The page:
To understand the benefits of such infrastructure, this paper presents a comprehensive analysis of a collection of on-line game players and game usage data from a number of unique sources, mostly biased towards the FPS genre. Our results show that gamers are difficult to satisfy throughout the gameplay process: they are likely to leave and never return if they can't connect, they are likely to leave within the first few minutes if they don't enjoy the server's characteristics, and they are unlikely to become loyal to a server. In addition, the popularity of this collection of games follows a power-law distribution, with a small number of games having orders of magnitude more players than the rest. This makes resource provisioning very difficult for the initial release of a game when popularity has not been established and provides a promising area where shared hosting can provide benefit. Although initial provisioning is difficult, our results also show that once established, game workloads are relatively stable from week to week, allowing game providers to more easily allocate resources to meet demand. In addition, we determine that game workloads are synchronized amongst themselves and other interactive applications and that they follow strong diurnal, geographic patterns. Such synchronization makes it difficult to obtain statistical multiplexing gain between games and other interactive applications when using shared infrastructure. Finally, we show that game software updates provide a significant burden on game hosting and must be scheduled and planned for accordingly.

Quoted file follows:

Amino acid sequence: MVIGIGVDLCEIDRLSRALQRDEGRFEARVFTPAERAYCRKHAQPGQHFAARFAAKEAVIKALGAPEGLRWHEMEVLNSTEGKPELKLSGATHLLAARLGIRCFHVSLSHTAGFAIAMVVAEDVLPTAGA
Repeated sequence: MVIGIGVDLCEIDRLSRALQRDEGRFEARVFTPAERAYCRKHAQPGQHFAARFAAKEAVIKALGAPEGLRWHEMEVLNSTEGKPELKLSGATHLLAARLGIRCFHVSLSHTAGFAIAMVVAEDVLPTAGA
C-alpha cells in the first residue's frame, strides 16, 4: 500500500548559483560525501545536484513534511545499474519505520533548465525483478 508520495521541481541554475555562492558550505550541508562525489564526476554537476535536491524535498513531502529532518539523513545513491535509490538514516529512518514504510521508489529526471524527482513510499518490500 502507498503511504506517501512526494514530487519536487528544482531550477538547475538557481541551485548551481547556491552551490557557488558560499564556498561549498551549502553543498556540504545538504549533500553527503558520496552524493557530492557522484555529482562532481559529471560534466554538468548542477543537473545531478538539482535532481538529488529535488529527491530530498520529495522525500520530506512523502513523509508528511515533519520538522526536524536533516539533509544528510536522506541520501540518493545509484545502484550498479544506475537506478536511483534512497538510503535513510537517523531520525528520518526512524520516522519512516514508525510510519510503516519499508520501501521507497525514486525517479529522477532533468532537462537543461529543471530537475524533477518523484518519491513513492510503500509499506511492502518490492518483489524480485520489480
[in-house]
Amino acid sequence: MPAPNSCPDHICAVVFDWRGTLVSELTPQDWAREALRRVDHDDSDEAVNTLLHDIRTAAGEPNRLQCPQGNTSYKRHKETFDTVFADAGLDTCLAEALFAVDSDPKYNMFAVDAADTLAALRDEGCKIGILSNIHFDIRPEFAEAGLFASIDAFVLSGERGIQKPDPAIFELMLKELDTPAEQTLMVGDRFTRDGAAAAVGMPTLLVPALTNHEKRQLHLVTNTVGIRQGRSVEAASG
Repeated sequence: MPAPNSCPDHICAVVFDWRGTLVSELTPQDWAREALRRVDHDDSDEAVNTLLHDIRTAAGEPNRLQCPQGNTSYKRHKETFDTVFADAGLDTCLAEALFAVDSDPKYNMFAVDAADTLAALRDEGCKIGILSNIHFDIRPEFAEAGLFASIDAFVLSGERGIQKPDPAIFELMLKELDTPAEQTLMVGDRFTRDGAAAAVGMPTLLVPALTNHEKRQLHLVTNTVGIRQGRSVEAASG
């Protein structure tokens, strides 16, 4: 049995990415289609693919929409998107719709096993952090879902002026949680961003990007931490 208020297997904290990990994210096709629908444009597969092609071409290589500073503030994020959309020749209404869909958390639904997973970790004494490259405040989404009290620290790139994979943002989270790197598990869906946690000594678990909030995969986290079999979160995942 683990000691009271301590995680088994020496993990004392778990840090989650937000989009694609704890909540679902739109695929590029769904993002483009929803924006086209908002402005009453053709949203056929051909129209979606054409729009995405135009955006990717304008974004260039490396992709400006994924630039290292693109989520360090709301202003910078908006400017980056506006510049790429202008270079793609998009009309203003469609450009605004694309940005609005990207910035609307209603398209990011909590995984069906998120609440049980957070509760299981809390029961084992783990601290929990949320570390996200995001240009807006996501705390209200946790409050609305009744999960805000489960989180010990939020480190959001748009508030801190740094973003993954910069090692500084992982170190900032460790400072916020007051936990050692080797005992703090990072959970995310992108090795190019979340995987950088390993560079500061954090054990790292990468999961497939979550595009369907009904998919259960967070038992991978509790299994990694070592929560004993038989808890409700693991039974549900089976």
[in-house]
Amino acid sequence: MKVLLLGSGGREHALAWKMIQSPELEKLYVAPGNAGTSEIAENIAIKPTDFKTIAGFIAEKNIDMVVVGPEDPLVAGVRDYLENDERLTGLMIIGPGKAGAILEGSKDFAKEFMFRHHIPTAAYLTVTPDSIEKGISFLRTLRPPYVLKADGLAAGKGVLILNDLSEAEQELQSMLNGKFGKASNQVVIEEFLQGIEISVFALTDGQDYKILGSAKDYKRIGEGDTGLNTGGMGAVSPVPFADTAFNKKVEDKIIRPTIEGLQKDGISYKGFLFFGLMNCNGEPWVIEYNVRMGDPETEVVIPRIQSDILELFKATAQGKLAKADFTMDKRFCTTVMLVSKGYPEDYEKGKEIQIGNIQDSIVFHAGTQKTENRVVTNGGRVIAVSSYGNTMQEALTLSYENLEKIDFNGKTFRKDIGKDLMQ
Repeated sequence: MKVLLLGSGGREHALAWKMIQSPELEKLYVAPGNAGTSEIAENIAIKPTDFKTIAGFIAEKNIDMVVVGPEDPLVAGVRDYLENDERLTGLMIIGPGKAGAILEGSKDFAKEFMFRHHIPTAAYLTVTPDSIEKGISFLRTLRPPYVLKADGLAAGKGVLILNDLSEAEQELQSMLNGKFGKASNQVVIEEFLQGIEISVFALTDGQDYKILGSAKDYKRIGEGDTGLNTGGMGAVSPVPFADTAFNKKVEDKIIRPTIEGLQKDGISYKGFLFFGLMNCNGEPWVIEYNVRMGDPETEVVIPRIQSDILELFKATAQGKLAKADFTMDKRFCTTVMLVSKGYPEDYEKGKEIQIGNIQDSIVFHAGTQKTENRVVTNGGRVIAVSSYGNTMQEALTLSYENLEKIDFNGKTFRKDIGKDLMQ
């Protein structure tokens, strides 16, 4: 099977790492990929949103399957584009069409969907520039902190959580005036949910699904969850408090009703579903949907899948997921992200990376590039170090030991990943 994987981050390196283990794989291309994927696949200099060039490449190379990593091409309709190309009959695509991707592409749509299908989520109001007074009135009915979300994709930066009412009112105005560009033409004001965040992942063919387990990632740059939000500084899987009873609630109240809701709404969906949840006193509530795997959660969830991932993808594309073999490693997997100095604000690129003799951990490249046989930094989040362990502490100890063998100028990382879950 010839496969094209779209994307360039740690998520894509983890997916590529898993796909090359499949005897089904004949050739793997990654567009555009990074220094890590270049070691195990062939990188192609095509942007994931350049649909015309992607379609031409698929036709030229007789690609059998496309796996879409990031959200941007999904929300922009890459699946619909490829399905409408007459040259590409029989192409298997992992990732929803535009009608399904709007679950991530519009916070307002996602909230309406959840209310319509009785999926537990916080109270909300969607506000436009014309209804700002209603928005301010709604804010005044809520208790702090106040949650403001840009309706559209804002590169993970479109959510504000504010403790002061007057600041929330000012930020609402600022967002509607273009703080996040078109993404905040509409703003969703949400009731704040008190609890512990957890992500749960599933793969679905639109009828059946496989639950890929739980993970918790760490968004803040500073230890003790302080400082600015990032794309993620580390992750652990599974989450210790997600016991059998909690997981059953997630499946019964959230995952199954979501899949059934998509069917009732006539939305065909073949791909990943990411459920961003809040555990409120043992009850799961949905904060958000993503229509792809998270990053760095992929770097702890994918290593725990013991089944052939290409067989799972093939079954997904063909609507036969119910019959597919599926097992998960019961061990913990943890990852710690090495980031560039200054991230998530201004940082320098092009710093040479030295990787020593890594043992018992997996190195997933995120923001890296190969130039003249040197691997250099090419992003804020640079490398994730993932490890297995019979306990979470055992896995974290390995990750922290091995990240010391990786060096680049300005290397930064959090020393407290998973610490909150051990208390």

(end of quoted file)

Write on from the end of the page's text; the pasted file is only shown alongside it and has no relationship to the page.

0=6 =1.00 .55 -0 =.9 0